Men, Wolves and Men

It centers on the feelings of disappointment, dejection and impotence. All these works operate in the blind spots of human ethics, whether it be at a general scale –through transcendental or symbolic questions—or at a particular scale –when they allude to concrete facts or specific social agents. Some of them insist on the bonds between politics, memory and violence or between the representation of violence and the show presented by mass media, while others show how corrupted and sordid power is, or the deep roots of chauvinistic prejudices and how politicians play them down. All of them force us to reflect upon the transcendence of individual and collective behavior and upon the limits of human impotence.

Vital Space

It directly relates to the physical space –architecture and city plan, territory and frontier—as well as to the space for the identity. It is divided in two different sub-programs: “Isolated and transplanted urbans” and “Latinos in the art market.” The first one features videos criticizing the development policies in the architectonic space of the cities, showing the contrasts between urban boom and overwhelming underdevelopment. They also explore the surveillance and control, the use of other people’s territories and the toxic and military pollution generated by imperialist armies. The rest of works deal with issues such as the consequences of being uprooted, the contradictions of frontier policies, the condition of foreigner and the resistance to the identity loss. “Latinos in the art market” relates to the other vital space necessary for the survival and visibility in the world of art: the tense balance between the conditions of their mediators (market, institutions, critics and curators) and the artists’ personal choices.

My Way. Lessons on Local Survival

This program is based on the testimonial experience. On the formal level, it takes the form of an interview or an individual or collective portrait, on the conceptual level it deals with the notion of resistance. In part I, the artists display portraits of people who share their daily life from different perspectives: from the accurate description of a specific place, a proper name or a daily action, to the fictionalization of a life which can explain even more than reality itself. It is the camera catching the immediate context of the artists. Part II (Communities) features three documentary films that take their time to immerse us in the daily life of three social groups with very different profiles: the portrait of these particular universes these communities represent it is always based in overcoming the limits imposed by the daily routines and by the projection of desires and dreams; in short, by hope. Lastly, the exhibit focuses on a Colombian classic, the experimental film Agarrando pueblo. Los vampiros de la miseria [Catching People. Misery Vampires, 1978], by Luis Ospina and Carlos Mayolo. The film takes the form of a mock documentary as the facts are not real. It criticizes the filmmakers who exploit misery in order to acquire benefits and how the audience of the first world consumes marginal images. These two filmmakers form the Group of Cali conceived their work as a sharp critique of the pornomiseria (misery-porn) represented by the opportunism of the dishonest documentary makers of the 70s who shot “socio-political documentaries” in the third world so they could sell them in Europe and win awards.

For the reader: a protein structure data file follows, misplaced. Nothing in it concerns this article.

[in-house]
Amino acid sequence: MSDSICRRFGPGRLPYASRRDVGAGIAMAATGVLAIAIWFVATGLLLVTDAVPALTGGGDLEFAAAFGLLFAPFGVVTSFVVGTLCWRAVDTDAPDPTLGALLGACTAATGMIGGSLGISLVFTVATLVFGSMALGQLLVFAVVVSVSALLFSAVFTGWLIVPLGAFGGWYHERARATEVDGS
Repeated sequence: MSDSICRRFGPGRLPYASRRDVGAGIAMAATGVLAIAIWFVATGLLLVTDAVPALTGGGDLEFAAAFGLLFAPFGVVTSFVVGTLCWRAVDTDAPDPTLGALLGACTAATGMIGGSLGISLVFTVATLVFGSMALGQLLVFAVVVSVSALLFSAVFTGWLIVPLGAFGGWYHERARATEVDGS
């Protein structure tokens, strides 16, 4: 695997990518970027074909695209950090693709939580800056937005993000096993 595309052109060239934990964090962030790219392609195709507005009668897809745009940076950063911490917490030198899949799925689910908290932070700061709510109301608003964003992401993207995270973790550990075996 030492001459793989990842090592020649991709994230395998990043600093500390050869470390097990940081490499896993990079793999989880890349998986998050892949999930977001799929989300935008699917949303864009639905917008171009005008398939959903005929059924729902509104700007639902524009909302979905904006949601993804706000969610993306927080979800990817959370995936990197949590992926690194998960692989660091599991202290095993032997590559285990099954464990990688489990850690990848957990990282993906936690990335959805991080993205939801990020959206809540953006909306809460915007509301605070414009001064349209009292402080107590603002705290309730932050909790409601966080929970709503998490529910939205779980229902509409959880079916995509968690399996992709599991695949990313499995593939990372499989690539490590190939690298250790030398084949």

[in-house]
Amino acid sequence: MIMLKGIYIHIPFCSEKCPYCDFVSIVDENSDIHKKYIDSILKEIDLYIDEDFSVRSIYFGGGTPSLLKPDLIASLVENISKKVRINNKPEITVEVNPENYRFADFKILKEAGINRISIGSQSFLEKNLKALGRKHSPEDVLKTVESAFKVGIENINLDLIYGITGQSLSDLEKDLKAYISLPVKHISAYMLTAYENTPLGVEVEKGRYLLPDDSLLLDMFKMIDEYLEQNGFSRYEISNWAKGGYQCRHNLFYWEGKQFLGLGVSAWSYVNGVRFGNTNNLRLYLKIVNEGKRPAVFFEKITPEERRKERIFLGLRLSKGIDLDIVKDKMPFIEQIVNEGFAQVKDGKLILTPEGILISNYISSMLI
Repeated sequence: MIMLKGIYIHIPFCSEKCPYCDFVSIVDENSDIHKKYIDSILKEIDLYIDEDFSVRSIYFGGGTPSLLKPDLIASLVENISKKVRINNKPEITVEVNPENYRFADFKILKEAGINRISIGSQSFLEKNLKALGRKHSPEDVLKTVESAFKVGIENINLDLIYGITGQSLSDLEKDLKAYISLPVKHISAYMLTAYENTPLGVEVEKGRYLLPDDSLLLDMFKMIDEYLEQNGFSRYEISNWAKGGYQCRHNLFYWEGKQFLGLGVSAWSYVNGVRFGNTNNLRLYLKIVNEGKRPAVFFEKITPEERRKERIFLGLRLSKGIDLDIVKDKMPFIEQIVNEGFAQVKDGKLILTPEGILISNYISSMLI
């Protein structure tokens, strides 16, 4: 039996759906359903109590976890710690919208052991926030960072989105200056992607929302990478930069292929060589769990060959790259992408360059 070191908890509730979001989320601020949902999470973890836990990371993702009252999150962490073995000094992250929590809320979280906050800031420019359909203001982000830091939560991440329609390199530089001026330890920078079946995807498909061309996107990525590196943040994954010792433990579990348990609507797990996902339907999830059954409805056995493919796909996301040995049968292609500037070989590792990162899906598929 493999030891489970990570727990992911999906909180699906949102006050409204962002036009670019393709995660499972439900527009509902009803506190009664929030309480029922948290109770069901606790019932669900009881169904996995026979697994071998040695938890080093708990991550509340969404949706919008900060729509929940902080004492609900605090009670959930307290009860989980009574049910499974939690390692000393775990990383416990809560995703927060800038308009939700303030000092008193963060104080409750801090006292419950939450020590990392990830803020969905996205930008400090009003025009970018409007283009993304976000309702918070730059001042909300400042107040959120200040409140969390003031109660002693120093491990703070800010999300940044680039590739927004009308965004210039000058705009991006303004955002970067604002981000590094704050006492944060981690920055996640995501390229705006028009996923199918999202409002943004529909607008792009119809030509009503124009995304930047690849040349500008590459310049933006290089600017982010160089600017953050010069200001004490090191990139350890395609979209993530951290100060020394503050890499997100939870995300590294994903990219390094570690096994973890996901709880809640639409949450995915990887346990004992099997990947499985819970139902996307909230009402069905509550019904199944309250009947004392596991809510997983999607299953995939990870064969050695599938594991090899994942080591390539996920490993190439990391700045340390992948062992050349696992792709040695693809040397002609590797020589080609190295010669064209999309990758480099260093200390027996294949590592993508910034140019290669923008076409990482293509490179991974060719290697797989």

La lógica de la supervivencia [The logic of Survival] (2008), de Gabriela Golder

Estimados vecinos [Dear Neighbors] (2006), de Christian Bermúdez

Surfing Buenavista (2008), de Kasia Badach y Alfredo Ramos